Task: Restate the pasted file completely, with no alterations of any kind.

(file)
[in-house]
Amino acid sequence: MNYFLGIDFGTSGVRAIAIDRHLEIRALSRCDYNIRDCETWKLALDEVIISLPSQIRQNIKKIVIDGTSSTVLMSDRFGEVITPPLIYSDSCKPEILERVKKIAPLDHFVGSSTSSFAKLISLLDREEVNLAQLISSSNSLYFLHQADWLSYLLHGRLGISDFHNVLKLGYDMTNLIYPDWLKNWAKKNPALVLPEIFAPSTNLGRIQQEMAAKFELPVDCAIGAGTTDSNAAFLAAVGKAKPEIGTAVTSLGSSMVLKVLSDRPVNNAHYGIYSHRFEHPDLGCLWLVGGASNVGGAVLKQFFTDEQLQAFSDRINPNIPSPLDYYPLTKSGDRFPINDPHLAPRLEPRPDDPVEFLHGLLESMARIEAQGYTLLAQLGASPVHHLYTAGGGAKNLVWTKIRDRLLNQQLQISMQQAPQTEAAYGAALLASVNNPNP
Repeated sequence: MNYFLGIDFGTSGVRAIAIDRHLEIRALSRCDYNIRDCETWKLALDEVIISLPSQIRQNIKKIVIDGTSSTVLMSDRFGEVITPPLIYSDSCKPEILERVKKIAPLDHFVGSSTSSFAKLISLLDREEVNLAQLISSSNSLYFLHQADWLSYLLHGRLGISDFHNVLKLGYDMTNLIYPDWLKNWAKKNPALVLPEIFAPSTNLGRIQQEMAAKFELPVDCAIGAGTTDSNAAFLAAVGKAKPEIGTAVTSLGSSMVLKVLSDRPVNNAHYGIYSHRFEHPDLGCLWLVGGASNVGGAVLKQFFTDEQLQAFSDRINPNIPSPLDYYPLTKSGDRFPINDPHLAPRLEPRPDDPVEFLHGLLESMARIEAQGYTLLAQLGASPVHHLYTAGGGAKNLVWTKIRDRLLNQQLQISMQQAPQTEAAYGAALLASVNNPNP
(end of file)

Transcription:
[in-house]
Amino acid sequence: MNYFLGIDFGTSGVRAIAIDRHLEIRALSRCDYNIRDCETWKLALDEVIISLPSQIRQNIKKIVIDGTSSTVLMSDRFGEVITPPLIYSDSCKPEILERVKKIAPLDHFVGSSTSSFAKLISLLDREEVNLAQLISSSNSLYFLHQADWLSYLLHGRLGISDFHNVLKLGYDMTNLIYPDWLKNWAKKNPALVLPEIFAPSTNLGRIQQEMAAKFELPVDCAIGAGTTDSNAAFLAAVGKAKPEIGTAVTSLGSSMVLKVLSDRPVNNAHYGIYSHRFEHPDLGCLWLVGGASNVGGAVLKQFFTDEQLQAFSDRINPNIPSPLDYYPLTKSGDRFPINDPHLAPRLEPRPDDPVEFLHGLLESMARIEAQGYTLLAQLGASPVHHLYTAGGGAKNLVWTKIRDRLLNQQLQISMQQAPQTEAAYGAALLASVNNPNP
Repeated sequence: MNYFLGIDFGTSGVRAIAIDRHLEIRALSRCDYNIRDCETWKLALDEVIISLPSQIRQNIKKIVIDGTSSTVLMSDRFGEVITPPLIYSDSCKPEILERVKKIAPLDHFVGSSTSSFAKLISLLDREEVNLAQLISSSNSLYFLHQADWLSYLLHGRLGISDFHNVLKLGYDMTNLIYPDWLKNWAKKNPALVLPEIFAPSTNLGRIQQEMAAKFELPVDCAIGAGTTDSNAAFLAAVGKAKPEIGTAVTSLGSSMVLKVLSDRPVNNAHYGIYSHRFEHPDLGCLWLVGGASNVGGAVLKQFFTDEQLQAFSDRINPNIPSPLDYYPLTKSGDRFPINDPHLAPRLEPRPDDPVEFLHGLLESMARIEAQGYTLLAQLGASPVHHLYTAGGGAKNLVWTKIRDRLLNQQLQISMQQAPQTEAAYGAALLASVNNPNP